#HipHopMusicEd

As a teacher you’re always learning twice. As a music teacher pick music that allows for you to learn as well as your students. Take the Barbara Lindquist approach to ethnomusicological teaching of music. We teach the post hip-hop generation, why not think forward to tomorrow by using the music of today instead of the music of yesterday i.e. European Classical. Granted, study of that music has its merit and positive outcomes, BUT why that music, in this country, at this time? It’s 2015 and we still haven’t got the collective nerve to sit and analyze our, American, own music.. (Insert sad face). That’s why teachers learn twice, when they have to tackle the universal design of their lessons to help their entire class population, and the second time when they are overcoming their own bias in respect to the music. music teachers, take a stand and devote a couple of lessons to analyzing hip-hop music in your classroom, regardless of what type of class. Be brave and open up the canon. Do not worry about how authentic it is, do the research in respect to the beat producers and deejays. Don’t try to synthesize black culture (stereotypes) in your approach, even though it’s an important part. Just observe, pay respect to the ethos and the people that created it (urban minorities in the 1970’s). Replicate and analyze the music while making comments on topics/themes, musical elements, and truly studying what you and your students are working together on. Ask questions like; what do you see, what you hear, what does it mean to you. There is so much potential in the use and study of this music. The goal shouldn’t be to just make it an end, but rather to allow it to be a means as well.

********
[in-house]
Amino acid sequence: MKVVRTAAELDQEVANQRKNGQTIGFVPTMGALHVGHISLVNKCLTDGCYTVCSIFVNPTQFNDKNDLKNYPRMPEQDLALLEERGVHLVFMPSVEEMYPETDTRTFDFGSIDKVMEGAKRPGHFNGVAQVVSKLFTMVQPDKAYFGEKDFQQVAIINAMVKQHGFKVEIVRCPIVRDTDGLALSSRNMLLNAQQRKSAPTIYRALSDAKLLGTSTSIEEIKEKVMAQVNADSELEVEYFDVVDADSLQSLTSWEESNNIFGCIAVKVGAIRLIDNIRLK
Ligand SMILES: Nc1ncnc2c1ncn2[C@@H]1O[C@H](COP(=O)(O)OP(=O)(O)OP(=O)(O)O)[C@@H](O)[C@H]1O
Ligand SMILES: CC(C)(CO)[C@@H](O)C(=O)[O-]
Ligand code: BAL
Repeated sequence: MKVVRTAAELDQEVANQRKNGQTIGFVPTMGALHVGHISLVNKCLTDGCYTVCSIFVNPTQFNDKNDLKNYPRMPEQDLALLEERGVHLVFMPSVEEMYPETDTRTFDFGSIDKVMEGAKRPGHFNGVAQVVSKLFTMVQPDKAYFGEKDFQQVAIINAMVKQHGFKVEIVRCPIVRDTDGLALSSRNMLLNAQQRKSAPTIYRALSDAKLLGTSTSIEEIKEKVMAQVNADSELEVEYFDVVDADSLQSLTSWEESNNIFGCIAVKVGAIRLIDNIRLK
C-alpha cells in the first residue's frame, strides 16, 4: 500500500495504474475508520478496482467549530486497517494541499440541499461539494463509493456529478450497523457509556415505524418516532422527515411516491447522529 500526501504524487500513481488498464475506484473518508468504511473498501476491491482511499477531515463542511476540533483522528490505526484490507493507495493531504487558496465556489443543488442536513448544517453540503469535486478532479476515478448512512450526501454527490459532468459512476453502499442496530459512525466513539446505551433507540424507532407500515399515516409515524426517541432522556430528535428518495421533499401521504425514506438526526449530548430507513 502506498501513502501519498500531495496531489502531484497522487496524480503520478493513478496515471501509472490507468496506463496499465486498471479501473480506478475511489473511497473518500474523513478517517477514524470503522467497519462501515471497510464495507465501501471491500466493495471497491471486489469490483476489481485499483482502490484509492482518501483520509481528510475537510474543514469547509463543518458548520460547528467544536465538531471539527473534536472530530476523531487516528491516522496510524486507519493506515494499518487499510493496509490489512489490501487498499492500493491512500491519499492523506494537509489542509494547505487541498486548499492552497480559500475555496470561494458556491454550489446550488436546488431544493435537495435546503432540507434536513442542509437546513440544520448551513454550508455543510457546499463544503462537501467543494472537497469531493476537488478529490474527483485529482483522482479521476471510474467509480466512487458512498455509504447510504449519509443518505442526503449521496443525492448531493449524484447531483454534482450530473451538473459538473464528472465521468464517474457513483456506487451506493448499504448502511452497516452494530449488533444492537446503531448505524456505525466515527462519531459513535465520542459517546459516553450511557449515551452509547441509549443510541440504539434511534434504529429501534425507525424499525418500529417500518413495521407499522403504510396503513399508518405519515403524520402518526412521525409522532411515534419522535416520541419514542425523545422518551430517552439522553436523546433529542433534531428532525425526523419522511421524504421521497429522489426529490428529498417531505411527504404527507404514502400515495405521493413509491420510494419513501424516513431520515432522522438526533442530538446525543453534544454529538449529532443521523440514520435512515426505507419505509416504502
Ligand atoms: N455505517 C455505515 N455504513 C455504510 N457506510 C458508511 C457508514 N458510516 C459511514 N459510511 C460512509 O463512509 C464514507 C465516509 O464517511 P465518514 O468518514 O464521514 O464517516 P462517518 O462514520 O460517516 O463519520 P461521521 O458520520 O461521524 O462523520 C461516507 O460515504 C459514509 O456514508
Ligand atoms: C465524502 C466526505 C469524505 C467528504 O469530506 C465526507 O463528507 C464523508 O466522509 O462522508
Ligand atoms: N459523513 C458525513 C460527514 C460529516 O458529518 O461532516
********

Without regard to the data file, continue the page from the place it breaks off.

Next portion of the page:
#HipHopMusicEd #musiced #hiphopmusic #teacherasadvocate #socialjustice #hiphop

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